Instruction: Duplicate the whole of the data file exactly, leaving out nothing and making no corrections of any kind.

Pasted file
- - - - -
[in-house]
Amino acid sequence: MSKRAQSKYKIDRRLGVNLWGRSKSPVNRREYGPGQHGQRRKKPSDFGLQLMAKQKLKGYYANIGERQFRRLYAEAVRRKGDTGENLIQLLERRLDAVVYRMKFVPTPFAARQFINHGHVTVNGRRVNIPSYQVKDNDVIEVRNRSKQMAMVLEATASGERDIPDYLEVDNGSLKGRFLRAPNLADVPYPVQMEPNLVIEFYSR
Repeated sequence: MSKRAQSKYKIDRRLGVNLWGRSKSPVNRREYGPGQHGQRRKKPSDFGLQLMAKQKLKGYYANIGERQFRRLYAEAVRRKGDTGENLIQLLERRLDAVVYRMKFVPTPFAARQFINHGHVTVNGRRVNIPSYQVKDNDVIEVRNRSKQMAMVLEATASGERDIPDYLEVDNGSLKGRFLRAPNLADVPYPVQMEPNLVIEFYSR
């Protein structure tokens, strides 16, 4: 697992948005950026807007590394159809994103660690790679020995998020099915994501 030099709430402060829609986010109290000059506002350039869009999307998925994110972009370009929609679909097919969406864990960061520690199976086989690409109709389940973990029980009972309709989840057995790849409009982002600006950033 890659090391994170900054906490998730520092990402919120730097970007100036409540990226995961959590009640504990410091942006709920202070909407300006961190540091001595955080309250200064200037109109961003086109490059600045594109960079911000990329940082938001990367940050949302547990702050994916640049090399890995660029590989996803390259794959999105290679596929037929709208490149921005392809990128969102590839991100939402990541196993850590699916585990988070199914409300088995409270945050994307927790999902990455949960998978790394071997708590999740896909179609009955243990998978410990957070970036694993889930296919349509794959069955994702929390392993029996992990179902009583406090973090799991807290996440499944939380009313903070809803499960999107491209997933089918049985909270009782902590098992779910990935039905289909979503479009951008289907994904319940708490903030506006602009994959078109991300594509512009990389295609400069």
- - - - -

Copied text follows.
[in-house]
Amino acid sequence: MSKRAQSKYKIDRRLGVNLWGRSKSPVNRREYGPGQHGQRRKKPSDFGLQLMAKQKLKGYYANIGERQFRRLYAEAVRRKGDTGENLIQLLERRLDAVVYRMKFVPTPFAARQFINHGHVTVNGRRVNIPSYQVKDNDVIEVRNRSKQMAMVLEATASGERDIPDYLEVDNGSLKGRFLRAPNLADVPYPVQMEPNLVIEFYSR
Repeated sequence: MSKRAQSKYKIDRRLGVNLWGRSKSPVNRREYGPGQHGQRRKKPSDFGLQLMAKQKLKGYYANIGERQFRRLYAEAVRRKGDTGENLIQLLERRLDAVVYRMKFVPTPFAARQFINHGHVTVNGRRVNIPSYQVKDNDVIEVRNRSKQMAMVLEATASGERDIPDYLEVDNGSLKGRFLRAPNLADVPYPVQMEPNLVIEFYSR
């Protein structure tokens, strides 16, 4: 697992948005950026807007590394159809994103660690790679020995998020099915994501 030099709430402060829609986010109290000059506002350039869009999307998925994110972009370009929609679909097919969406864990960061520690199976086989690409109709389940973990029980009972309709989840057995790849409009982002600006950033 890659090391994170900054906490998730520092990402919120730097970007100036409540990226995961959590009640504990410091942006709920202070909407300006961190540091001595955080309250200064200037109109961003086109490059600045594109960079911000990329940082938001990367940050949302547990702050994916640049090399890995660029590989996803390259794959999105290679596929037929709208490149921005392809990128969102590839991100939402990541196993850590699916585990988070199914409300088995409270945050994307927790999902990455949960998978790394071997708590999740896909179609009955243990998978410990957070970036694993889930296919349509794959069955994702929390392993029996992990179902009583406090973090799991807290996440499944939380009313903070809803499960999107491209997933089918049985909270009782902590098992779910990935039905289909979503479009951008289907994904319940708490903030506006602009994959078109991300594509512009990389295609400069």